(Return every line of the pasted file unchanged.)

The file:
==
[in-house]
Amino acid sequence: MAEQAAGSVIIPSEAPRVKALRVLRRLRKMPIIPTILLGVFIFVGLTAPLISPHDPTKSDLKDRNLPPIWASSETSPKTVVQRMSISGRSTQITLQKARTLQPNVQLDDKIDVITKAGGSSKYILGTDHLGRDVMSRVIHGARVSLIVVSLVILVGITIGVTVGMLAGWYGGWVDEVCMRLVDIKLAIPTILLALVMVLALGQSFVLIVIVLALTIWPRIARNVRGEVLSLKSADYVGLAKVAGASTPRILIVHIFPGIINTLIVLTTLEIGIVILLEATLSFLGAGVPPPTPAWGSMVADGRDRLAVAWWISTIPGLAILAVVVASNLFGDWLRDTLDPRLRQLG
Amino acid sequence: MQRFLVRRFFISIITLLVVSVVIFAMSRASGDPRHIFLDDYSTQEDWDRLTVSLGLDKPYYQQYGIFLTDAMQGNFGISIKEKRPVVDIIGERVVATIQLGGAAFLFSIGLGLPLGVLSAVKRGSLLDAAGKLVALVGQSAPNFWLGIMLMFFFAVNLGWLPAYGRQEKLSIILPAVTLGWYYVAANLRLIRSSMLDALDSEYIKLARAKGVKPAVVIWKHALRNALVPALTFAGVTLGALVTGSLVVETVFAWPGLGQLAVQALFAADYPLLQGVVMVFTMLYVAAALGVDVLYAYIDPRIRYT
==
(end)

[in-house]
Amino acid sequence: MAEQAAGSVIIPSEAPRVKALRVLRRLRKMPIIPTILLGVFIFVGLTAPLISPHDPTKSDLKDRNLPPIWASSETSPKTVVQRMSISGRSTQITLQKARTLQPNVQLDDKIDVITKAGGSSKYILGTDHLGRDVMSRVIHGARVSLIVVSLVILVGITIGVTVGMLAGWYGGWVDEVCMRLVDIKLAIPTILLALVMVLALGQSFVLIVIVLALTIWPRIARNVRGEVLSLKSADYVGLAKVAGASTPRILIVHIFPGIINTLIVLTTLEIGIVILLEATLSFLGAGVPPPTPAWGSMVADGRDRLAVAWWISTIPGLAILAVVVASNLFGDWLRDTLDPRLRQLG
Amino acid sequence: MQRFLVRRFFISIITLLVVSVVIFAMSRASGDPRHIFLDDYSTQEDWDRLTVSLGLDKPYYQQYGIFLTDAMQGNFGISIKEKRPVVDIIGERVVATIQLGGAAFLFSIGLGLPLGVLSAVKRGSLLDAAGKLVALVGQSAPNFWLGIMLMFFFAVNLGWLPAYGRQEKLSIILPAVTLGWYYVAANLRLIRSSMLDALDSEYIKLARAKGVKPAVVIWKHALRNALVPALTFAGVTLGALVTGSLVVETVFAWPGLGQLAVQALFAADYPLLQGVVMVFTMLYVAAALGVDVLYAYIDPRIRYT